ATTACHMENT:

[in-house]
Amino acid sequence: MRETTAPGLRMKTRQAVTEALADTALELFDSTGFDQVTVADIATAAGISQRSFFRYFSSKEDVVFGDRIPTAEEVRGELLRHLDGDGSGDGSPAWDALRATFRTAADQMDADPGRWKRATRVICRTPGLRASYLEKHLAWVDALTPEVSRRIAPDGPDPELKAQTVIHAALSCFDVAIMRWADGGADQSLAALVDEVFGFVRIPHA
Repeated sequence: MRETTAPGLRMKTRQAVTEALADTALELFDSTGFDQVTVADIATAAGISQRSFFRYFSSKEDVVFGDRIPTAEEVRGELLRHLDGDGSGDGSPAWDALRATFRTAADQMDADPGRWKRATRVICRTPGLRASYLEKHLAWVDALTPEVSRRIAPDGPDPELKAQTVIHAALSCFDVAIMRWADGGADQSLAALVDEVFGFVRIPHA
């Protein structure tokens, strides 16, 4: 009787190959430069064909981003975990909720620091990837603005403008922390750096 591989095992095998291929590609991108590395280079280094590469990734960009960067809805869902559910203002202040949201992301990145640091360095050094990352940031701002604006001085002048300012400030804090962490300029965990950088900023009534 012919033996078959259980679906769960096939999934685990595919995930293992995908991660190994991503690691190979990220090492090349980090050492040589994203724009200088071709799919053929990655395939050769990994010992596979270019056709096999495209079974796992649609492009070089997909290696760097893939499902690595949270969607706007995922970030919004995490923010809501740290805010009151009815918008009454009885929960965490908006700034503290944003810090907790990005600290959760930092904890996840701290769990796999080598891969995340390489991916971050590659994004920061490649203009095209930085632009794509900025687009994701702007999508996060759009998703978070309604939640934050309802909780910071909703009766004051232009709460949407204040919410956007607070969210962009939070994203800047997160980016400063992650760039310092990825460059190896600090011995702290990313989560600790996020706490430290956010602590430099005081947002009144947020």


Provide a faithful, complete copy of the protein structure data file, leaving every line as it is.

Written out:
[in-house]
Amino acid sequence: MRETTAPGLRMKTRQAVTEALADTALELFDSTGFDQVTVADIATAAGISQRSFFRYFSSKEDVVFGDRIPTAEEVRGELLRHLDGDGSGDGSPAWDALRATFRTAADQMDADPGRWKRATRVICRTPGLRASYLEKHLAWVDALTPEVSRRIAPDGPDPELKAQTVIHAALSCFDVAIMRWADGGADQSLAALVDEVFGFVRIPHA
Repeated sequence: MRETTAPGLRMKTRQAVTEALADTALELFDSTGFDQVTVADIATAAGISQRSFFRYFSSKEDVVFGDRIPTAEEVRGELLRHLDGDGSGDGSPAWDALRATFRTAADQMDADPGRWKRATRVICRTPGLRASYLEKHLAWVDALTPEVSRRIAPDGPDPELKAQTVIHAALSCFDVAIMRWADGGADQSLAALVDEVFGFVRIPHA
């Protein structure tokens, strides 16, 4: 009787190959430069064909981003975990909720620091990837603005403008922390750096 591989095992095998291929590609991108590395280079280094590469990734960009960067809805869902559910203002202040949201992301990145640091360095050094990352940031701002604006001085002048300012400030804090962490300029965990950088900023009534 012919033996078959259980679906769960096939999934685990595919995930293992995908991660190994991503690691190979990220090492090349980090050492040589994203724009200088071709799919053929990655395939050769990994010992596979270019056709096999495209079974796992649609492009070089997909290696760097893939499902690595949270969607706007995922970030919004995490923010809501740290805010009151009815918008009454009885929960965490908006700034503290944003810090907790990005600290959760930092904890996840701290769990796999080598891969995340390489991916971050590659994004920061490649203009095209930085632009794509900025687009994701702007999508996060759009998703978070309604939640934050309802909780910071909703009766004051232009709460949407204040919410956007607070969210962009939070994203800047997160980016400063992650760039310092990825460059190896600090011995702290990313989560600790996020706490430290956010602590430099005081947002009144947020």